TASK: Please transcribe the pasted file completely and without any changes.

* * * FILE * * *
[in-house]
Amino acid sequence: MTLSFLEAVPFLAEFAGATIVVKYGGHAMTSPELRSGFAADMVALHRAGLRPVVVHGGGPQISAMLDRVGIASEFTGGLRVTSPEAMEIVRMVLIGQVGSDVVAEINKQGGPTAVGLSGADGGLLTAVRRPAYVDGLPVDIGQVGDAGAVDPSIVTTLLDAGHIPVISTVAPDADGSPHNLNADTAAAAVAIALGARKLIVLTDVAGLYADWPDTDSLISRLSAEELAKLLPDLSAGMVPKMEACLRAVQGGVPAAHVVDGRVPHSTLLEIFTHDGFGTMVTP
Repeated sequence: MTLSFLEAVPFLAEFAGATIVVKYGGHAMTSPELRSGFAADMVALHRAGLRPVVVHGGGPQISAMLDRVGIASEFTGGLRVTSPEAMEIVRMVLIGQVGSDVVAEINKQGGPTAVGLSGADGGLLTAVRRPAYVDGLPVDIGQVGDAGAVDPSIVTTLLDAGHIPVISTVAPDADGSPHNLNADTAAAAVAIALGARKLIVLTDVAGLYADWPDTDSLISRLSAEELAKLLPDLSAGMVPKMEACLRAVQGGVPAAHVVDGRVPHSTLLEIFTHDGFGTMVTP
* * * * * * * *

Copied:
[in-house]
Amino acid sequence: MTLSFLEAVPFLAEFAGATIVVKYGGHAMTSPELRSGFAADMVALHRAGLRPVVVHGGGPQISAMLDRVGIASEFTGGLRVTSPEAMEIVRMVLIGQVGSDVVAEINKQGGPTAVGLSGADGGLLTAVRRPAYVDGLPVDIGQVGDAGAVDPSIVTTLLDAGHIPVISTVAPDADGSPHNLNADTAAAAVAIALGARKLIVLTDVAGLYADWPDTDSLISRLSAEELAKLLPDLSAGMVPKMEACLRAVQGGVPAAHVVDGRVPHSTLLEIFTHDGFGTMVTP
Repeated sequence: MTLSFLEAVPFLAEFAGATIVVKYGGHAMTSPELRSGFAADMVALHRAGLRPVVVHGGGPQISAMLDRVGIASEFTGGLRVTSPEAMEIVRMVLIGQVGSDVVAEINKQGGPTAVGLSGADGGLLTAVRRPAYVDGLPVDIGQVGDAGAVDPSIVTTLLDAGHIPVISTVAPDADGSPHNLNADTAAAAVAIALGARKLIVLTDVAGLYADWPDTDSLISRLSAEELAKLLPDLSAGMVPKMEACLRAVQGGVPAAHVVDGRVPHSTLLEIFTHDGFGTMVTP